You know the ones. You’ve seen them in every best-book-of-the-year list, posted all over your feed by your favourite bookstsgrammers, and even turned into series (you know I’m looking at you, Normal People).
These are the most hyped up books of the last couple of years. Gracing the windows of the big bookshops, the homepages of your reading app, and the feeds of your favourite instagrammers. Well, I might have taken my time with some of them but this year unexpectedly presented me with the ideal conditions: enter the lockdown.
Reader, I binged them all. Here is what I thought about some of the UK’s most popular books of recent memory (especially in 2020).
1. Normal People, Sally Rooney
Starting with an easy one for who didn’t read this one in 2020? Rushed by the imminent arrival of its BBC adaptation, the steamy series that kept us all glued to the screen and with a strongly developed penchant for Irish men (or one in particular), I picked this book early in the year. And was not disappointed.
This one, I’ll have to rate highly. For, my dear reader, I will definitely be giving it a quick reread sometime soon. (Don’t we all enjoy the sweet ecstasy of revisiting a literary piece after we’ve seen it developed for the screen? The actors enter our minds, the set designs infiltrate the pages. And in Normal People’s case, those are some beautiful designs entering us…)
2. Circe, Madeline Miller
Sing, o muse, of the rage of a 100 classical men utterly destroyed by this book. Only a few pages in this reader right here was convinced that Circe deserves all its astronomically high praise – this book is not overrated in the slightest, so if you were considering picking it up, consider no more.
Stunning writing that will stay with you long after you’ve turned the last page. Compelling heroine redefining Greek mythology one magically seductive action at a time. Well-known Greek heroes finally meeting their feminine match. Miller’s Circe is a feminist retelling that does have a lot to say on behalf of its gorgeous heroine and says it just as beautifully too.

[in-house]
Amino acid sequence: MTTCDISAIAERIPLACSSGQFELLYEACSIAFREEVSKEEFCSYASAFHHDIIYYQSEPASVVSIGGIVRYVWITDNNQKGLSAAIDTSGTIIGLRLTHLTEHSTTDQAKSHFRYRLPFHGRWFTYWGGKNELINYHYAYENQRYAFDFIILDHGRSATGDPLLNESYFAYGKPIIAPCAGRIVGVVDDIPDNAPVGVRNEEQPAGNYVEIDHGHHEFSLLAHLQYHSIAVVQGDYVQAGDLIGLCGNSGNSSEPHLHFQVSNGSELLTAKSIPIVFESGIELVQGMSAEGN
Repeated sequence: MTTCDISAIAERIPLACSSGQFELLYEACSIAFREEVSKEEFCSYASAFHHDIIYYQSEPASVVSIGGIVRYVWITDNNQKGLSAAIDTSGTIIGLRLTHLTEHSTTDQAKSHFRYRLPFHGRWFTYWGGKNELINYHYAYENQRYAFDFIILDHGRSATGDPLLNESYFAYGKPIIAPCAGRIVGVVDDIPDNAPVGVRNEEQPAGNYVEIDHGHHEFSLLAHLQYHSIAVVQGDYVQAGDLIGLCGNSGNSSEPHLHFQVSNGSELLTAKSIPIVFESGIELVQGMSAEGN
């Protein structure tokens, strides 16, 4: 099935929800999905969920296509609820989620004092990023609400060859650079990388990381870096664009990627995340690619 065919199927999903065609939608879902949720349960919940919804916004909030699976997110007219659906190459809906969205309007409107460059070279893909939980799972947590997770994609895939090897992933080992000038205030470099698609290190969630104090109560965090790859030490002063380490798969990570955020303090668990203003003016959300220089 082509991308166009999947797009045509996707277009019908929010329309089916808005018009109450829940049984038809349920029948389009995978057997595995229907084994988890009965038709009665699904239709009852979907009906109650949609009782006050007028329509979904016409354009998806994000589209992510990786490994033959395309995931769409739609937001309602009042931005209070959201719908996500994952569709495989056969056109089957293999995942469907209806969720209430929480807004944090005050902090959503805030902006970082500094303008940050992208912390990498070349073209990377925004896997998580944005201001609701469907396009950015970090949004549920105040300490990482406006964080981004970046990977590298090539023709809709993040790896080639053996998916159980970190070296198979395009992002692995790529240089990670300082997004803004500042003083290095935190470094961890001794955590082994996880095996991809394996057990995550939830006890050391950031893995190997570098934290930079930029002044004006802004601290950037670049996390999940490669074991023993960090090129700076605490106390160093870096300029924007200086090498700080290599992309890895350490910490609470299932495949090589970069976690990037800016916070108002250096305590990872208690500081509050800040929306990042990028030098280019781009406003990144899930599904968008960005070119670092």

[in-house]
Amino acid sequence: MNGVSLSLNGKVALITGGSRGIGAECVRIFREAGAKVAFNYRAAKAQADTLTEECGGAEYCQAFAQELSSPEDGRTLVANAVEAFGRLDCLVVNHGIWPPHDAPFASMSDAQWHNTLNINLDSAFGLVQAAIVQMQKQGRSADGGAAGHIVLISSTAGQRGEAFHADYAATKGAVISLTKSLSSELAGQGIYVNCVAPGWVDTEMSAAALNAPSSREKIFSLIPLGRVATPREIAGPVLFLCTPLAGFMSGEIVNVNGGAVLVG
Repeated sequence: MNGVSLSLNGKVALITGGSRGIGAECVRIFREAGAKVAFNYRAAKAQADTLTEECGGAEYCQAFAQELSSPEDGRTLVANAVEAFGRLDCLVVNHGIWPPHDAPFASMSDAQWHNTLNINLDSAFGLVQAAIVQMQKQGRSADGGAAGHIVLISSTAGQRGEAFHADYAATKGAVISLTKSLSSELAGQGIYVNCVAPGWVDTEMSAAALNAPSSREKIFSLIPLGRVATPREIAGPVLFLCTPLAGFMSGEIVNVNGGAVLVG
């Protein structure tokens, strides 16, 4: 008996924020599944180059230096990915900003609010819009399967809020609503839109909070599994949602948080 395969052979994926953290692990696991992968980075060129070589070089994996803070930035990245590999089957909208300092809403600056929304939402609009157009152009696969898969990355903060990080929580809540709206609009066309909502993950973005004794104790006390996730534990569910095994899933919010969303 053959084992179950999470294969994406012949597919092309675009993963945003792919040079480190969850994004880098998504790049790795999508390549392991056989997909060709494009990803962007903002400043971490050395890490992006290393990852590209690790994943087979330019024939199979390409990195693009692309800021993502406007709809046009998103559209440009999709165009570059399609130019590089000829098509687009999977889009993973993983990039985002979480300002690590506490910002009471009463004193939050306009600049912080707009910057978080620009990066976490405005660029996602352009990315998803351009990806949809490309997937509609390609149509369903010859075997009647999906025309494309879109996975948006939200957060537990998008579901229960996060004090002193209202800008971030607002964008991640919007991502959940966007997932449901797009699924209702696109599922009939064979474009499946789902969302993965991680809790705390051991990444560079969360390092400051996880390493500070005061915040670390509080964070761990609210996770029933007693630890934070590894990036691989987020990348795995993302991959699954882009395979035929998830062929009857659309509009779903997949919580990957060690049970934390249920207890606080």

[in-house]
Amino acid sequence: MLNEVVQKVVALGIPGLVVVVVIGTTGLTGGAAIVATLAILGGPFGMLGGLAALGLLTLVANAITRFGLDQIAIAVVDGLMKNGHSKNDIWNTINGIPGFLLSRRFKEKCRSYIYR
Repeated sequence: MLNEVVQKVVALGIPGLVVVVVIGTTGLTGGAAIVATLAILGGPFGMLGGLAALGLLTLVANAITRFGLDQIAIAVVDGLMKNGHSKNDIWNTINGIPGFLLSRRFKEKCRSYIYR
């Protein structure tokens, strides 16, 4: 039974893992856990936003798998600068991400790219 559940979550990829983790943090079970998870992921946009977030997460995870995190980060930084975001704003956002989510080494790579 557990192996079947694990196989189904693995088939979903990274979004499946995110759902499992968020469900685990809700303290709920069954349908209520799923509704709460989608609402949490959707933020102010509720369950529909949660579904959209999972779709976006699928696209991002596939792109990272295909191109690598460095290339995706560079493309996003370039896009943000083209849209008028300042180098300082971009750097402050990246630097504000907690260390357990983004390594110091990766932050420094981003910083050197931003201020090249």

3. Daisy Jones & The Six, Taylor Jenkins Reid
The praise for anything by Taylor Jenkins Reid might have tired you but it certainly caught my attention here. 70s vibes, a rock band, an it-girl – why not, hey?
Instant favourite. Five out of five stars, guitars or whatever else you want to use to rate this beauty. Daisy Jones & The Six was enormously hyped up and for all the right reasons.
The style of the book? Making the decision to present it all as a series of interviews with the different band members years later? The perfect way to showcase how, indeed, there are different sides to any story and none of them can be ever fully true. Because not one of us sees any one situation objectively, and isn’t that beautiful? Or at the very least, the perfect ground for decades of misunderstandings. Taylor Jenkins Reid, I applaud you.
4. City of Girls, Elizabeth Gilbert
Another one I’ve seen all over bookstagram, top of magazine suggestions and middle of bookstore tables. New York in the 40s, need I say more? I simply had to.
Truly? Out of all these very popular books in 2020, City of Girls is probably the weakest. But while it may lack the tranquil word flow of Circe or the punchy characters of Daisy Jones, it still has a lot to offer to the literary table – especially in pages! The longest of the four, this one follows a flawed Vivian on her New York escapades and I have to say, sometimes this is the exact sort of escapism writing I need.
Should it be as hyped as the rest? Certainly not. But it’s a shimmery glass of fizz on a hot summer night. And I’ll gladly take it as this.
Have you succumbed to the trends and read any (or all) of these yourself?